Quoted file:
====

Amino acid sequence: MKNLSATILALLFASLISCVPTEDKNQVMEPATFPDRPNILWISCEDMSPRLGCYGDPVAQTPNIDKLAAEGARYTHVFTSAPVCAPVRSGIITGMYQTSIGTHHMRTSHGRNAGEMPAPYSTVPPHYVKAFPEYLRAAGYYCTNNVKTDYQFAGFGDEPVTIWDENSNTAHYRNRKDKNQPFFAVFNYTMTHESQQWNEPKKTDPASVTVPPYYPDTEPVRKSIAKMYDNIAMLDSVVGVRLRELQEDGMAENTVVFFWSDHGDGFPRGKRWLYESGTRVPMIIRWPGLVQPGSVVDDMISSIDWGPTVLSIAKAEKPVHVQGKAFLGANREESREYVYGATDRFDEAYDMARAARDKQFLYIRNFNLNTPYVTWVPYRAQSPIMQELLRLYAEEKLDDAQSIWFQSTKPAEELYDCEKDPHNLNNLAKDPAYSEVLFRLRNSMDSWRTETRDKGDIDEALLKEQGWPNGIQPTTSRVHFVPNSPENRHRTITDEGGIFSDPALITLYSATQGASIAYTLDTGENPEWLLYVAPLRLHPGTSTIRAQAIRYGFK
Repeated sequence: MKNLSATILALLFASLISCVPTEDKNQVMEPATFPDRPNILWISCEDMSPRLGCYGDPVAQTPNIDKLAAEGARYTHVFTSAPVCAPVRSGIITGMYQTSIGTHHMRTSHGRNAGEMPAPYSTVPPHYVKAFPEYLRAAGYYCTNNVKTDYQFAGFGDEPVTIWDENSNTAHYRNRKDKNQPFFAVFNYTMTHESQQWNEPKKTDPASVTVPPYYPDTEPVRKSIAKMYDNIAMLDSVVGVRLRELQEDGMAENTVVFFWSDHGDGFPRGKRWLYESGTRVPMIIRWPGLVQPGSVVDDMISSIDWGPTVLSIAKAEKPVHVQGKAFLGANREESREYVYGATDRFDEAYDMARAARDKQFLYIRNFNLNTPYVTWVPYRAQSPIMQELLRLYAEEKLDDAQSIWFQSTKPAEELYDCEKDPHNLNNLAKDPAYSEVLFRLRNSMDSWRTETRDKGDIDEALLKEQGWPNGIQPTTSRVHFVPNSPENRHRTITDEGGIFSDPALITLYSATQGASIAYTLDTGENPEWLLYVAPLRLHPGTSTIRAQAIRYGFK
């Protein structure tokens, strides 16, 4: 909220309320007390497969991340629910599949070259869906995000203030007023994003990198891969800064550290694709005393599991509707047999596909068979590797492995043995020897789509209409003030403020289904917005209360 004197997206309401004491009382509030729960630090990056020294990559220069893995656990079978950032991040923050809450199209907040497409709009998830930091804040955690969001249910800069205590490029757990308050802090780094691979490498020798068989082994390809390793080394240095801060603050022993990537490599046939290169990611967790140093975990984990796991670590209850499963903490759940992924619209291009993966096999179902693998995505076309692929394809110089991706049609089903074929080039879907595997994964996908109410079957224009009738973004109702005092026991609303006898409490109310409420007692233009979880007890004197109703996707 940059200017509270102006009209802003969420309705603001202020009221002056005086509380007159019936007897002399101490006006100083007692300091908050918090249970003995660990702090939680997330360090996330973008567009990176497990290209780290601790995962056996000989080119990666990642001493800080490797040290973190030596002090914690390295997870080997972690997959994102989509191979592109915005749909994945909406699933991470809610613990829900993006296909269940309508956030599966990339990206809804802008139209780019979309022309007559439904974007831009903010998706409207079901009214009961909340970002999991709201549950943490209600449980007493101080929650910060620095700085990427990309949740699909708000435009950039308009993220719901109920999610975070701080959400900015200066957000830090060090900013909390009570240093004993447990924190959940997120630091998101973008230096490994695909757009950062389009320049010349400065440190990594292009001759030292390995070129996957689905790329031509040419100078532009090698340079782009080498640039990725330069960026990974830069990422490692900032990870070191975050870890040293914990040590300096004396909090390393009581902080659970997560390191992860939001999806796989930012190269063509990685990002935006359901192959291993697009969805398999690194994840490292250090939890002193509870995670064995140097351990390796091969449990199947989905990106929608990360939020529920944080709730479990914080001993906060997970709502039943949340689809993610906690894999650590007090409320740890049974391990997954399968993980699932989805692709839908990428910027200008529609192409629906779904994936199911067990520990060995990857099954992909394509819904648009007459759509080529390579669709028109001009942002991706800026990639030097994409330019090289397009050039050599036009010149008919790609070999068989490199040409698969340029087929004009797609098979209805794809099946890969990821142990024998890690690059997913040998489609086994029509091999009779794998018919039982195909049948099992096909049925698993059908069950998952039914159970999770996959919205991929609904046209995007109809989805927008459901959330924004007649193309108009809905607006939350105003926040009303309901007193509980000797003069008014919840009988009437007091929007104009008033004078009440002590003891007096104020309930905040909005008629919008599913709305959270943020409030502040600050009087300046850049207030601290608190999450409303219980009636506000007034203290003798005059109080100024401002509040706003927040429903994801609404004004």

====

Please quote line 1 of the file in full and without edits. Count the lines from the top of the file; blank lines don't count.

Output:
Amino acid sequence: MKNLSATILALLFASLISCVPTEDKNQVMEPATFPDRPNILWISCEDMSPRLGCYGDPVAQTPNIDKLAAEGARYTHVFTSAPVCAPVRSGIITGMYQTSIGTHHMRTSHGRNAGEMPAPYSTVPPHYVKAFPEYLRAAGYYCTNNVKTDYQFAGFGDEPVTIWDENSNTAHYRNRKDKNQPFFAVFNYTMTHESQQWNEPKKTDPASVTVPPYYPDTEPVRKSIAKMYDNIAMLDSVVGVRLRELQEDGMAENTVVFFWSDHGDGFPRGKRWLYESGTRVPMIIRWPGLVQPGSVVDDMISSIDWGPTVLSIAKAEKPVHVQGKAFLGANREESREYVYGATDRFDEAYDMARAARDKQFLYIRNFNLNTPYVTWVPYRAQSPIMQELLRLYAEEKLDDAQSIWFQSTKPAEELYDCEKDPHNLNNLAKDPAYSEVLFRLRNSMDSWRTETRDKGDIDEALLKEQGWPNGIQPTTSRVHFVPNSPENRHRTITDEGGIFSDPALITLYSATQGASIAYTLDTGENPEWLLYVAPLRLHPGTSTIRAQAIRYGFK